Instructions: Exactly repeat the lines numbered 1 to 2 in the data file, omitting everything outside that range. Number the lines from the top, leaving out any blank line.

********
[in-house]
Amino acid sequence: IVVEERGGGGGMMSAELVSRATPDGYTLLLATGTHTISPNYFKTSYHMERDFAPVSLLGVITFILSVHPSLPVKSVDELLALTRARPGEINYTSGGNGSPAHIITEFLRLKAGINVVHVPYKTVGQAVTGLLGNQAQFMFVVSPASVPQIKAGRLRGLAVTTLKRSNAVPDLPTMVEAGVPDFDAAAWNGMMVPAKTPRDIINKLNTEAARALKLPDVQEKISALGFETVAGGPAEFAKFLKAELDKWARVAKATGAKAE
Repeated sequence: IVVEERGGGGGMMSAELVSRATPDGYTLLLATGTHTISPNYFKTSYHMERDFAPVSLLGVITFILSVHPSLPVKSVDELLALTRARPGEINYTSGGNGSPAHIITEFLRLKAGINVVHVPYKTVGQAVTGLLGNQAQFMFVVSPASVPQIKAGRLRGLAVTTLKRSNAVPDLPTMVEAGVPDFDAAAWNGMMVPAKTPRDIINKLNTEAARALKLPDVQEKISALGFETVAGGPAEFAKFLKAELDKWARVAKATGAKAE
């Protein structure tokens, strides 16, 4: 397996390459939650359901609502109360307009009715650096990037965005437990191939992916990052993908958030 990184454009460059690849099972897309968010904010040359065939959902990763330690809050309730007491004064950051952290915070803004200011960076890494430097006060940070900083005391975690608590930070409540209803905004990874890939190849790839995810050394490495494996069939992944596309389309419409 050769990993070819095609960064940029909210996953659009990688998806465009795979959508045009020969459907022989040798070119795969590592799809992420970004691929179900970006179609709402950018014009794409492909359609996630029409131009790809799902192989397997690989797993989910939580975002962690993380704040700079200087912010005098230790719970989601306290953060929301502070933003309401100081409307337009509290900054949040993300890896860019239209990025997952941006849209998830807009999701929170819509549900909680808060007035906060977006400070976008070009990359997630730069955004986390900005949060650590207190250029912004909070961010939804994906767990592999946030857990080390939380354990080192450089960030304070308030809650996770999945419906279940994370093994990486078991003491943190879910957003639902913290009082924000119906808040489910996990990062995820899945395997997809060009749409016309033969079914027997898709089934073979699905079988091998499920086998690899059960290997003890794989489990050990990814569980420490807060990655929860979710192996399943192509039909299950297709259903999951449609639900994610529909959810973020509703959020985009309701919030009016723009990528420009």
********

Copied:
[in-house]
Amino acid sequence: IVVEERGGGGGMMSAELVSRATPDGYTLLLATGTHTISPNYFKTSYHMERDFAPVSLLGVITFILSVHPSLPVKSVDELLALTRARPGEINYTSGGNGSPAHIITEFLRLKAGINVVHVPYKTVGQAVTGLLGNQAQFMFVVSPASVPQIKAGRLRGLAVTTLKRSNAVPDLPTMVEAGVPDFDAAAWNGMMVPAKTPRDIINKLNTEAARALKLPDVQEKISALGFETVAGGPAEFAKFLKAELDKWARVAKATGAKAE